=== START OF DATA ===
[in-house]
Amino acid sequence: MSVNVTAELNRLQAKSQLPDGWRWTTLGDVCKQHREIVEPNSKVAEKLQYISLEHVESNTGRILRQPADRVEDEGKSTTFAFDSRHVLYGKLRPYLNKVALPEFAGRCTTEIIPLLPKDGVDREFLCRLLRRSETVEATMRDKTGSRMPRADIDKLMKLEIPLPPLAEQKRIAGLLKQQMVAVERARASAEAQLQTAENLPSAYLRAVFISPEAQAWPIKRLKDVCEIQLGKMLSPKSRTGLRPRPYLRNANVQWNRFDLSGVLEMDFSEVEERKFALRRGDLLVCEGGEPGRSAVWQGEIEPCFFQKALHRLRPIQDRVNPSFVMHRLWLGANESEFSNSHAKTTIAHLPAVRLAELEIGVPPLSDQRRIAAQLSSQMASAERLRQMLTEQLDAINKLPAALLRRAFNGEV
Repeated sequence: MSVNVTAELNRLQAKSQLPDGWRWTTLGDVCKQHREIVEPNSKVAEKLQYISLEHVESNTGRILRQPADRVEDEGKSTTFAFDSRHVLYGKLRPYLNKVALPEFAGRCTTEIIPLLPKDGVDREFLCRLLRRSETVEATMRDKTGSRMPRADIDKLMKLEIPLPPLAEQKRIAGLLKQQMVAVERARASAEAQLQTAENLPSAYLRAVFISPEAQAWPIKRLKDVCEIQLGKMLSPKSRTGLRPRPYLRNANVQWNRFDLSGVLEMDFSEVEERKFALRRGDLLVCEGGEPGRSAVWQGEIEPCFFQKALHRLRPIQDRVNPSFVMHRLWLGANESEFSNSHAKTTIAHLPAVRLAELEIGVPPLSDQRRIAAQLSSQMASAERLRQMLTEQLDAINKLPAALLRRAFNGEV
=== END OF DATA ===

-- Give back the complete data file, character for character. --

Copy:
[in-house]
Amino acid sequence: MSVNVTAELNRLQAKSQLPDGWRWTTLGDVCKQHREIVEPNSKVAEKLQYISLEHVESNTGRILRQPADRVEDEGKSTTFAFDSRHVLYGKLRPYLNKVALPEFAGRCTTEIIPLLPKDGVDREFLCRLLRRSETVEATMRDKTGSRMPRADIDKLMKLEIPLPPLAEQKRIAGLLKQQMVAVERARASAEAQLQTAENLPSAYLRAVFISPEAQAWPIKRLKDVCEIQLGKMLSPKSRTGLRPRPYLRNANVQWNRFDLSGVLEMDFSEVEERKFALRRGDLLVCEGGEPGRSAVWQGEIEPCFFQKALHRLRPIQDRVNPSFVMHRLWLGANESEFSNSHAKTTIAHLPAVRLAELEIGVPPLSDQRRIAAQLSSQMASAERLRQMLTEQLDAINKLPAALLRRAFNGEV
Repeated sequence: MSVNVTAELNRLQAKSQLPDGWRWTTLGDVCKQHREIVEPNSKVAEKLQYISLEHVESNTGRILRQPADRVEDEGKSTTFAFDSRHVLYGKLRPYLNKVALPEFAGRCTTEIIPLLPKDGVDREFLCRLLRRSETVEATMRDKTGSRMPRADIDKLMKLEIPLPPLAEQKRIAGLLKQQMVAVERARASAEAQLQTAENLPSAYLRAVFISPEAQAWPIKRLKDVCEIQLGKMLSPKSRTGLRPRPYLRNANVQWNRFDLSGVLEMDFSEVEERKFALRRGDLLVCEGGEPGRSAVWQGEIEPCFFQKALHRLRPIQDRVNPSFVMHRLWLGANESEFSNSHAKTTIAHLPAVRLAELEIGVPPLSDQRRIAAQLSSQMASAERLRQMLTEQLDAINKLPAALLRRAFNGEV